Navy Cancels Some Boot Camp Chapel Services

In early April, the Navy commander of Recruit Training Command at Great Lakes — the basic training site for all incoming Sailors — told civilian volunteers they were no longer permitted to conduct religious services for recruits.

On the orders of Capt. Doug Pfeifle, the commanding officer of RTC, civilian volunteers for seven minority religious communities have been asked to stop conducting services.

An RTC official who spoke on background said the volunteers were asked to leave in accordance with Navy guidance, which stipulates that a uniformed chaplain or a religiously accredited military member should conduct the service before the service pursues other avenues.

Viewed optimistically, it appears to be a sincere action poorly executed or communicated. It seems the volunteer system had “gotten away from” the RTC leadership, and they found themselves unable to justify the program under Navy guidelines. It seems the RTC program was suffering from some logistical issues, including a formal way to control who could and could not conduct recruit services.

To be clear, the US military is not obligated to allow a random civilian onto a military base, as well as provide him space, simply because he wants to provide the opportunity for a specific religious sect to exercise its faith. In general, a member of the military would request such resources, and then the military would execute its processes to provide that support. It appears that Navy policies have a fairly specific process which results in civilian volunteers being the last option — and the Navy couldn’t verify it had exhausted the other options, as it was required to do.

The Navy said this was precisely the case, and that recruits would still have the ability to exercise their faiths:

Recruits who practice minority religions will still be provided with time and materials during holiday routine to worship as they see fit. If recruits request a spiritual leader, the Navy will follow the guidance for identifying a suitable candidate, the official said.

Still, unilaterally closing the gate one day to a fairly significant group of people without substantial communication probably wasn’t the best way to handle it.

It came to a public head when the same Navy RTC posted an article discussing Christian recruits being baptized. One of the now-banned volunteers complained:

It appears John Chantry, “a practicing Druid,” took his complaint to Michael “Mikey” Weinstein, who fired off a demand letter to Navy CAPT Doug Pfeifle, commander of RTC, last week. Weinstein was typically unhindered by the facts [emphasis added]:

Today the hundreds of affected sailors want to know why it is that they will no longer be allowed to practice their religion.

We demand to know why you are essentially raping our 250 Navy recruit clients’ constitutionally  guaranteed civil rights of free exercise to worship…We demand that you remediate this repugnant and illicit behavior immediately.

We fully expect to expeditiously hear from you or your office in the next 24 hours to work
together to resolve this abysmal situation.

Notice that Weinstein claims “250 recruit clients,” though he reportedly represents a single person who isn’t even in the Navy.

There is no indication the Navy responded to Weinstein’s demand.

For the record, other agencies (including chaplains’ organizations) have expressed concern about the sudden “change” in Navy policy as well.  Notably, they have communicated that concern to the Navy and are awaiting a response, rather than publicly accusing a Navy officer of “essentially raping” recruits’ rights.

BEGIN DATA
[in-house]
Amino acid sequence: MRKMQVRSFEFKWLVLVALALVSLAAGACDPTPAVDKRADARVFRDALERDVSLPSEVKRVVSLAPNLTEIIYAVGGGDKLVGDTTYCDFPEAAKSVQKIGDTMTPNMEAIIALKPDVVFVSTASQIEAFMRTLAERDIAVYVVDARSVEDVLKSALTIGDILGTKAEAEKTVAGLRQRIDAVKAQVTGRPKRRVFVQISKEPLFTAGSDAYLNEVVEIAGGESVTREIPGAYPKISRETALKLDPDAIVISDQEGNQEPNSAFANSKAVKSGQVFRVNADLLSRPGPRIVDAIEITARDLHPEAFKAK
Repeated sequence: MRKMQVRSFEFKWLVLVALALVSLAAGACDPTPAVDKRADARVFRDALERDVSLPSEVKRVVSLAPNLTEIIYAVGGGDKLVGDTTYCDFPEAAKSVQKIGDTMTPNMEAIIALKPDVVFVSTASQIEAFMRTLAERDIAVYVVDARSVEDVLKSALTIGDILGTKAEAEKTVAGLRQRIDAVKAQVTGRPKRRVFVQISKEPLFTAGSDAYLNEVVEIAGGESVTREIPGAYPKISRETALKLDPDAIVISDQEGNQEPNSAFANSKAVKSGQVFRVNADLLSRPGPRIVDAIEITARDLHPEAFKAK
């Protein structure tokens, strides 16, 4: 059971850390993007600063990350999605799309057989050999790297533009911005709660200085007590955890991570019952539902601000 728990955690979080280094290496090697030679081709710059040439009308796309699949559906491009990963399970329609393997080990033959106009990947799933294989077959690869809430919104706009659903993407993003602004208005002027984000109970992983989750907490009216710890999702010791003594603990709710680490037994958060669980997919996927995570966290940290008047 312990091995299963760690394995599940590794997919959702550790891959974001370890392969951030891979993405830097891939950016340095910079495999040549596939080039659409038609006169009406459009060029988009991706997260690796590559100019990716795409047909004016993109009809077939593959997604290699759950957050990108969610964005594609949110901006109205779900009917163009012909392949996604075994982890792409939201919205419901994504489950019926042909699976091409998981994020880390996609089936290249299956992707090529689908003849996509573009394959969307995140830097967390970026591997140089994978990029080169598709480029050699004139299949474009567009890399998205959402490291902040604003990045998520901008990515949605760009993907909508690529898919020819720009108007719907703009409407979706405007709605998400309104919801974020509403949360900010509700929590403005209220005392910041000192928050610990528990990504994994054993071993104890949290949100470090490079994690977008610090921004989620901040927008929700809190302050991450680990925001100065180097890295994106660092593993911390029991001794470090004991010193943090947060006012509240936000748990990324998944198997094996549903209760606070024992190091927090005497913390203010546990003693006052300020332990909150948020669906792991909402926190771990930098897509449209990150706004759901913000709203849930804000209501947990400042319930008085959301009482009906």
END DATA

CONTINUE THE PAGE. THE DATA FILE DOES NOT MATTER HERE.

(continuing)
That’s probably why almost as soon as the letter (PDF) was public, some of Chantry’s erstwhile allies expressed regret, noting that Weinstein’s letter likely made the situation worse. Weinstein is widely known for his hate and invective, and inserting that into the tension at Great Lakes is not likely to improve anything.

Also interesting was the fact that Weinstein based his outcry on persecution of six faiths:

The…programs which have been maliciously taken from your recruits include Unitarian Universalist, Earth Centered, Buddhist, Bahai, Christian Science, and Church of Christ.

By contrast, the press reported that seven groups were affected [emphasis added]:

The religions affected by the order include: Unitarian Universalist, earth-centered, Buddhist, Baha’i, Church of Christ, Christian Science and non-liturgical Protestant.

It seems Weinstein has an issue with services being “denied” to every group except “non-liturgical Protestants.”  A few of his supporters were more conspiratorial, claiming the Navy included token Christians in the “ban” to mask the fact they were trying to persecute specific faiths.

While Navy RTC hit Master Reset on their civilian chapel volunteer program, they have indicated they will continue to provide for the spiritual needs of all recruits, even of those faiths. Whether there are any future issues remains to be seen. Those issues, though, should come from the recruits who are entitled to such support, not outside civilians who want their own access.

Local civilians and other para-church organizations can provide an immense help to military chaplains in supporting the religious rights of those in uniform.  Hopefully, the RTC will complete its re-evaluation of how it is complying with Navy policies quickly, and, where it can, allow civilian volunteers to support the Navy’s obligation to protect the free exercise rights of its recruits.

Also at The Blaze.